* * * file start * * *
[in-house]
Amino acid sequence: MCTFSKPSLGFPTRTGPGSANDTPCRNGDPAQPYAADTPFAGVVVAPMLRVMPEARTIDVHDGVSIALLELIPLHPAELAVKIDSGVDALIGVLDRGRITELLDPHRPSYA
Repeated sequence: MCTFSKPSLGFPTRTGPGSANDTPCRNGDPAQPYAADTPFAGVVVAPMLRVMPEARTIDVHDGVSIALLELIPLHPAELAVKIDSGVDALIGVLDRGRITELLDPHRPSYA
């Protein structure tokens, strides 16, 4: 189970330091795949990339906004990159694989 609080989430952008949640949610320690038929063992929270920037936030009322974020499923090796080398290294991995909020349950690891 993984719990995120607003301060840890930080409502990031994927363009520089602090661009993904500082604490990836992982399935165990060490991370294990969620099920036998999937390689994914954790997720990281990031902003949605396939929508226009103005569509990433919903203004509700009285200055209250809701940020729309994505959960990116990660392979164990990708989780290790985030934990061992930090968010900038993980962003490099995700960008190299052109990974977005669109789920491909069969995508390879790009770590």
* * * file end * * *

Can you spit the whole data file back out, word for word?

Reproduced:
[in-house]
Amino acid sequence: MCTFSKPSLGFPTRTGPGSANDTPCRNGDPAQPYAADTPFAGVVVAPMLRVMPEARTIDVHDGVSIALLELIPLHPAELAVKIDSGVDALIGVLDRGRITELLDPHRPSYA
Repeated sequence: MCTFSKPSLGFPTRTGPGSANDTPCRNGDPAQPYAADTPFAGVVVAPMLRVMPEARTIDVHDGVSIALLELIPLHPAELAVKIDSGVDALIGVLDRGRITELLDPHRPSYA
């Protein structure tokens, strides 16, 4: 189970330091795949990339906004990159694989 609080989430952008949640949610320690038929063992929270920037936030009322974020499923090796080398290294991995909020349950690891 993984719990995120607003301060840890930080409502990031994927363009520089602090661009993904500082604490990836992982399935165990060490991370294990969620099920036998999937390689994914954790997720990281990031902003949605396939929508226009103005569509990433919903203004509700009285200055209250809701940020729309994505959960990116990660392979164990990708989780290790985030934990061992930090968010900038993980962003490099995700960008190299052109990974977005669109789920491909069969995508390879790009770590």